This is according to a government source in Africa’s second-largest copper producer.
The private Muzi television station and the Zambia Reports and Zambian Watchdog websites said the southern African nation’s 77-year-old leader died on Tuesday evening at London’s King Edward VII hospital.
“It is true. We lost the President. The acting president will make a statement soon,” the source told Reuters.
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Sata is likely to be succeeded on an interim basis by defence minister Edgar Lungu, who stood in recently as acting president, or vice-president Guy Scott, who would become Africa’s first white head of state since South Africa’s FW de Klerk in 1994.
The constitution says a new presidential election must be held within 90 days, with most analysts saying Scott is unlikely to run because of citizenship restrictions.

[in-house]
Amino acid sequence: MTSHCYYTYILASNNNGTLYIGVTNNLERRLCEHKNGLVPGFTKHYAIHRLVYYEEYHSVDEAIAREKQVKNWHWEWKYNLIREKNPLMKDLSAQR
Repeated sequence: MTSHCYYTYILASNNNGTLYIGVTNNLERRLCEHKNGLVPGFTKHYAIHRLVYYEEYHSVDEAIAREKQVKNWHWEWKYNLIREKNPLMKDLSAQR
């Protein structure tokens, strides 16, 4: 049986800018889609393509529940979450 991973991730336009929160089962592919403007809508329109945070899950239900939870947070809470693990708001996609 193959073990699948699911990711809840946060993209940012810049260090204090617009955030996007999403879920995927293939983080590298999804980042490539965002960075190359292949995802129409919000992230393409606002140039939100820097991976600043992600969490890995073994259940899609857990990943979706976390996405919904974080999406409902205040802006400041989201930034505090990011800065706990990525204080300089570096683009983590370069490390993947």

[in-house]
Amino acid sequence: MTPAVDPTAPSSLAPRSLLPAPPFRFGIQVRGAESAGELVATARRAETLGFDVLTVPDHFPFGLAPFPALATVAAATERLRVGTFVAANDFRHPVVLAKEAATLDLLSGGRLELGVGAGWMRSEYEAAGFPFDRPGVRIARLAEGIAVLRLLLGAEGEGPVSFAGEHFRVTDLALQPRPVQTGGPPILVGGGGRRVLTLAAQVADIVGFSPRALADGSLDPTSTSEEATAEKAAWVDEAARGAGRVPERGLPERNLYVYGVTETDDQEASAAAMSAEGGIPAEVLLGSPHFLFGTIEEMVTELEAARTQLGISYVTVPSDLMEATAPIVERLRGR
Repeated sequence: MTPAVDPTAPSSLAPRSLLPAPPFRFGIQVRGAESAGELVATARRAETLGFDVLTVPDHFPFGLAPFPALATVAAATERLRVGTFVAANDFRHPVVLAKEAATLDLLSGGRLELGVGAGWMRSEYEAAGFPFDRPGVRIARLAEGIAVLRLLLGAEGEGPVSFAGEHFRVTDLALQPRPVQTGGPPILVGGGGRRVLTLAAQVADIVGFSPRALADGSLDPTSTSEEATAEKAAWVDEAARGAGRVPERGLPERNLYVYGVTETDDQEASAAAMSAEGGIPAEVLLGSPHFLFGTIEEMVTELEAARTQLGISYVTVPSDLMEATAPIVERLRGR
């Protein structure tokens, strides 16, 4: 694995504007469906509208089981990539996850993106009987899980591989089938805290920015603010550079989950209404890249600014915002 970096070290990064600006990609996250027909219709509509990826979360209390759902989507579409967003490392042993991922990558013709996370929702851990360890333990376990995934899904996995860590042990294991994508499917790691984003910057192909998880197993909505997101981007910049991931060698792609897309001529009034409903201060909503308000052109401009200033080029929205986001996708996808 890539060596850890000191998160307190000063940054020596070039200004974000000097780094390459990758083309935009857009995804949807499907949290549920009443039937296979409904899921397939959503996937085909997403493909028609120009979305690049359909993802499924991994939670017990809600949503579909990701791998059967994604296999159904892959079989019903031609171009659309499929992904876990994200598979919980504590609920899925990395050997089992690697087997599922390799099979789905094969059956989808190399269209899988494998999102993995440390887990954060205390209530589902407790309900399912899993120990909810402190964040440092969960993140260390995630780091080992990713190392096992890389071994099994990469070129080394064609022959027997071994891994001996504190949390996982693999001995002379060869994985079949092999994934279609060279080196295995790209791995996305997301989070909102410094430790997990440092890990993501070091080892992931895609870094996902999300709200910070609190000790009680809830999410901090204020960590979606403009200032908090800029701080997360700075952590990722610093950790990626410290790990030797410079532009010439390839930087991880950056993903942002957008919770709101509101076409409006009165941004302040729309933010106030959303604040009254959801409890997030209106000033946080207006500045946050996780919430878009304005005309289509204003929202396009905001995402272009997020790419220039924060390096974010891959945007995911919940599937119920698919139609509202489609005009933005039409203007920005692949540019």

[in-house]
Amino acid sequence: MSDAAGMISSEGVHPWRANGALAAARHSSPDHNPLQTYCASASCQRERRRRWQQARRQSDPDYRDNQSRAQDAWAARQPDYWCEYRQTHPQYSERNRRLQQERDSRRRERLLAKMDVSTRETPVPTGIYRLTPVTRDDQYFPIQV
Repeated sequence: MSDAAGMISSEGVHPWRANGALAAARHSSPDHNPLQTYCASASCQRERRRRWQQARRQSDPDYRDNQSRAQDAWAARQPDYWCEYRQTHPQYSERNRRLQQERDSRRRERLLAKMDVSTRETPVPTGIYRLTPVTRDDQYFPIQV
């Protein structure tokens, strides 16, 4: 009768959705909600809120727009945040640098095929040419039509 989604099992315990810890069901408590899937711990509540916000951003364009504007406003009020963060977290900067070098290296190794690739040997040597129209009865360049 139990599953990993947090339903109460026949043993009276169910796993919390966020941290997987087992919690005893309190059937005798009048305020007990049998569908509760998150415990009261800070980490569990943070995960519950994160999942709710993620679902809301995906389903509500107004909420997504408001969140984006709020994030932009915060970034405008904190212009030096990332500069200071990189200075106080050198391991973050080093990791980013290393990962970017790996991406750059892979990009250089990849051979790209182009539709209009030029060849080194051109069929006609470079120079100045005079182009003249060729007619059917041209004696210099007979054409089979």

The Zambian kwacha was largely unchanged.
“Obviously there will be a sentimental temptation to go long dollars, but I’m also quite confident the central bank will do everything it can to protect the currency,” one Lusaka-based trader said. “In terms of the economy, everything should still be on track.”
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Sata left Zambia for medical treatment abroad on 19 October accompanied by his wife and family members, according to a brief government statement at the time that gave no further details.
There was no official update on his condition and Lungu, secretary general of Sata’s Patriotic Front party, had to lead celebrations last week to mark the landlocked nation’s 50th anniversary of independence from Britain.
Concern over Sata’s health had been mounting since June when he disappeared from the public eye without explanation and was then reported to be getting medical treatment in Israel.
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He missed a scheduled speech at the UN General Assembly in September amid reports that he had fallen ill in his New York hotel. A few days before that, he had attended the opening of parliament in Lusaka, joking: “I am not dead.”
Sata has not been seen in public since he returned to Zambia from New York in late September.